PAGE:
When it comes to the battle against childhood obesity, TV doesn’t always come out looking like a superhero. Along with the internet, computer games and parents too nervous to let their children roam outside, TV is blamed for a generation of couch potatoes.
But now here comes a show aimed at children as young as four that is specifically designed to get them off the sofa and leaping around like embryonic kung fu masters.
In CBeebies’ new high-gloss animation series Tree Fu Tom, we follow boy action hero Tom as he tears through the sylvan world of Treetopolis solving problems along with sidekicks such as Twigs, a woodsprite voiced by David Tennant.
The presence of ex-Time Lords aside, however, the show’s key appeal comes from its “spells”, sequences of movements performed by Tom – and the viewers he encourages to copy him. Tree Fu Tom’s producer and creator, Daniel Bays, believes it’s the only show where “movement contributes to the success of the story, involving a physical participation in the narrative.
In every episode there are two moments when Tom’s action-adventure skills can’t overcome a problem unless he has the help of children at home. He takes them through the magical tree-fu moves and they send the magic through the screen to him.The core thing is we want kids to feel like they are heroes too.”
Help for dyspraxia
This emphasis on self-esteem as much as exercise is at the heart of the show. It’s also designed to help those with dyspraxia, a developmental condition that affects an estimated six to 15 per cent of children. “It comes from the Greek words meaning ‘ill’ and ‘doing’”, says show consultant Dr Lynda Foulder-Hughes of the Dyspraxia Foundation.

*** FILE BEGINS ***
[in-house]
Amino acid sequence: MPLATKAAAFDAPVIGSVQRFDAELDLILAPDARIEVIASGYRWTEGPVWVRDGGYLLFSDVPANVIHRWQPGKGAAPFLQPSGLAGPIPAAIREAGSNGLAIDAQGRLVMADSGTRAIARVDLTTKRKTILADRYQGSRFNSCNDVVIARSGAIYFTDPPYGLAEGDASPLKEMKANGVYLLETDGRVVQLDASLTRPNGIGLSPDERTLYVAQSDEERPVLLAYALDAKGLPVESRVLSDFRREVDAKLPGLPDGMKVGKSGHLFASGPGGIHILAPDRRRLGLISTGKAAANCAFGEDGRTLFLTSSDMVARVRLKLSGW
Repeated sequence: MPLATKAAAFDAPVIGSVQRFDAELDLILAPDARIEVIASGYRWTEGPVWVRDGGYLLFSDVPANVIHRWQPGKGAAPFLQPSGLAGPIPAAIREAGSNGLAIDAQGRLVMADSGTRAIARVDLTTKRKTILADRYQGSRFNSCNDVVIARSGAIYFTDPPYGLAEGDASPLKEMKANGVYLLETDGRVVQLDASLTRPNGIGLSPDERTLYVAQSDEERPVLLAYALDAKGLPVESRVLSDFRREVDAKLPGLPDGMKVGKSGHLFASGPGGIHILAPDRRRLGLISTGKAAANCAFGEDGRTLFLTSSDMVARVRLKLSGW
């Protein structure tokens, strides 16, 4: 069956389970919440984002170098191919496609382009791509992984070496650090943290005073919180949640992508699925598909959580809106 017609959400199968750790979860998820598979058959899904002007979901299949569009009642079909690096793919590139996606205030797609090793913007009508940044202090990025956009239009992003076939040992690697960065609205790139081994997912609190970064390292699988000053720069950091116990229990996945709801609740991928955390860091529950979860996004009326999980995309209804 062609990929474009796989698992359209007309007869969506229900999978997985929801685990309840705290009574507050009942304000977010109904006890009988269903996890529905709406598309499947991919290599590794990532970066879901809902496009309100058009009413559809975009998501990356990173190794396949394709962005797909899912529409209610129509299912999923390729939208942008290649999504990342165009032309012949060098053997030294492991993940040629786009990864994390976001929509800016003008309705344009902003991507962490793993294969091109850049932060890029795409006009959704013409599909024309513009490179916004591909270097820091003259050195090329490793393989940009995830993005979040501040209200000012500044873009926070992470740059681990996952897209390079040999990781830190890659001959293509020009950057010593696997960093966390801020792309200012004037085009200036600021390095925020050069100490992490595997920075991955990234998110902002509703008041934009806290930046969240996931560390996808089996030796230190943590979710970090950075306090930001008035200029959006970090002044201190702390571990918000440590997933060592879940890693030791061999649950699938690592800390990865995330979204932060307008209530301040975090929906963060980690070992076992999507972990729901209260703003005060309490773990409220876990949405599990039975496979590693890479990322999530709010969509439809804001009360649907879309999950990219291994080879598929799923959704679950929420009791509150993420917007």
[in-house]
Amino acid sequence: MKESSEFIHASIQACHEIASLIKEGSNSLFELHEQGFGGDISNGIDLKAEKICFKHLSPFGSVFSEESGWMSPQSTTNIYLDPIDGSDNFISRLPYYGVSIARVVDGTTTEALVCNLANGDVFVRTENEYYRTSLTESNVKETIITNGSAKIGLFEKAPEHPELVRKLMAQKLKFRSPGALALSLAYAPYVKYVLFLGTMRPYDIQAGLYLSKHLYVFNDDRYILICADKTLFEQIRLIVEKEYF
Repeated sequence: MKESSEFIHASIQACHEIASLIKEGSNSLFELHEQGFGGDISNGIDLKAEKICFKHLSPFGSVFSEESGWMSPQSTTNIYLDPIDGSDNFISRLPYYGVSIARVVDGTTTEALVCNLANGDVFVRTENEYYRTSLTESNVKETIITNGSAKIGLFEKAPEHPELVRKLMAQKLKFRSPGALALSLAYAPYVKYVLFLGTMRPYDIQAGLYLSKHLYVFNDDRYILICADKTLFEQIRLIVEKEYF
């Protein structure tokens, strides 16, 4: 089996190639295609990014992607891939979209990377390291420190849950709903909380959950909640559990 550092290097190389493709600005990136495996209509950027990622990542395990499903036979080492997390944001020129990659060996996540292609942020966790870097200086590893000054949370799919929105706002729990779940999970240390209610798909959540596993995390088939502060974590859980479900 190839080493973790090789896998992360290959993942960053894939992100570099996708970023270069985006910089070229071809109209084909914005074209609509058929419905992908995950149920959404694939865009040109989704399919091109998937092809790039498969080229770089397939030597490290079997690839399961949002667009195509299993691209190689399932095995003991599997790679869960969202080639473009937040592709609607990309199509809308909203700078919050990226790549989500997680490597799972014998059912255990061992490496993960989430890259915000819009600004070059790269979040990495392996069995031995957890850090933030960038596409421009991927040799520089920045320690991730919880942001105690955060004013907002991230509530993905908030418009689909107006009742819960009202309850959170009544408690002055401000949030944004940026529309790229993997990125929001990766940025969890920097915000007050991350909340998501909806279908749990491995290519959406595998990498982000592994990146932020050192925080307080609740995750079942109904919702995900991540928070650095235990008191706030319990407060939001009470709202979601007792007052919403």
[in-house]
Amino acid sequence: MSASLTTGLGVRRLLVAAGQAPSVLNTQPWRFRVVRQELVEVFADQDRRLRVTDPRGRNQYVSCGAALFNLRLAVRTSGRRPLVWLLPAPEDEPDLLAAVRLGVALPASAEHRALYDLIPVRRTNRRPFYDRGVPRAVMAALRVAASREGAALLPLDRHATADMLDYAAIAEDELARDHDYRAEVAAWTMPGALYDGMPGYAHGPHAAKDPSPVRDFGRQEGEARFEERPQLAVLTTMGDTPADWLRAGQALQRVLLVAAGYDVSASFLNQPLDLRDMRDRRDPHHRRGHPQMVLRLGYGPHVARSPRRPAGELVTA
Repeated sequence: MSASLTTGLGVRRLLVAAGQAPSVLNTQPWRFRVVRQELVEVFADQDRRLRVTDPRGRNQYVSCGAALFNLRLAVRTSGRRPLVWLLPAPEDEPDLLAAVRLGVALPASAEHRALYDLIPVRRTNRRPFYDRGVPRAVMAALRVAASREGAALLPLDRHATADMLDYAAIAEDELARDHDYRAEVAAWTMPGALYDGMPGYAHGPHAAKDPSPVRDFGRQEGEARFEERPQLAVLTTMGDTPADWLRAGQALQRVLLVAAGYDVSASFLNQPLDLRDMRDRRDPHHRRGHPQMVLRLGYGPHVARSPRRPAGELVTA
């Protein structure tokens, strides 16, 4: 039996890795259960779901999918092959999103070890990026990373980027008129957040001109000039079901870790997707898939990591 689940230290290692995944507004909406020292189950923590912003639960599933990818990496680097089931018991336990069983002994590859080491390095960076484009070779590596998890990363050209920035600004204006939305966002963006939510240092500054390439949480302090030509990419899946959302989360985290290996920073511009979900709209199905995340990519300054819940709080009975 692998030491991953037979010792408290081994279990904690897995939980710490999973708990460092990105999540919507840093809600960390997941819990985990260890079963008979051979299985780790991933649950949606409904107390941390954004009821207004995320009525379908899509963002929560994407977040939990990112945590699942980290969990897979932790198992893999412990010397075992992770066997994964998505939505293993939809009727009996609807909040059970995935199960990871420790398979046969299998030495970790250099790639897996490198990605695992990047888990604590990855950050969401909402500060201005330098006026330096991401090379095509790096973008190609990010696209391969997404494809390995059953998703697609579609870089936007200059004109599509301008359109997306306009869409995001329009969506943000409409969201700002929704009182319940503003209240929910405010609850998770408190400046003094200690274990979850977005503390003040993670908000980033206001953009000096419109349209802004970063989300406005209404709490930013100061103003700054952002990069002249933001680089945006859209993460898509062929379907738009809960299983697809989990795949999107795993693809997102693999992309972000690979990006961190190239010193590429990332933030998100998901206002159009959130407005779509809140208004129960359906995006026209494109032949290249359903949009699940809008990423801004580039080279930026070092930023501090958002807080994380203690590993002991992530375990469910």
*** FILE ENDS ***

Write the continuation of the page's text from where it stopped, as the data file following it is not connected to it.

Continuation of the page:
“Children appear clumsy, disorganised and slightly chaotic.” They have trouble with tasks their peers might find straightforward – learning to write, eating with a knife and fork – a gap that widens with time, often resulting in low self-esteem and issues with academic attainment.
The show was inspired by an article Bays read about a mother trying to help her son, who had dyspraxia, with a special movement routine. As a father with a science background, his interest was spurred and he started to research the subject, realising that while parents often worry about language development and social skills, few are as concerned about the “vocabulary” of movement.
Magic moves for the playground
Dr Foulder-Hughes (together with In the Night Garden’s Iggle Piggle – aka choreographer Nick Kellington) helped Bays devise the “spells”, packing as many “foundation movements” – the building blocks essential to carry out more complex actions – into each one. The aim is that young viewers will take Tom to their hearts and practise the spells in the playground – even if, like vegetables hidden in the pasta sauce, they don’t know what’s good for them!
David Tennant, father of Olive, nearly 1, on voicing Acorn sprite Twigs
“Twigs is Tom’s best friend. He’s very small and he’s a little anarchic, he’s a little crazy and he’s quite loud. “I could never have imagined that a programme like this could be used in this way to help combat dyspraxia. It will be fascinating to see if it does have a positive effect. The children will certainly have a good time trying!
“I don’t think I’ve ever done anything for this age of child before. Television more than any other medium influenced me as a child and formed my response to literature, storytelling and, therefore, the world around me. Generally speaking we don’t have vivid memories of that age and what influenced us, yet clearly these are hugely formative years and it’s really important that we can create television of a high quality for that audience.”
For more information on dyspraxia go to dyspraxia foundation.org.uk.
Tree Fu Tom is on Mondays-Fridays at 5:25pm on CBeebies
This is an edited version of an article from the issue of Radio Times magazine that went on sale 28 February 2012.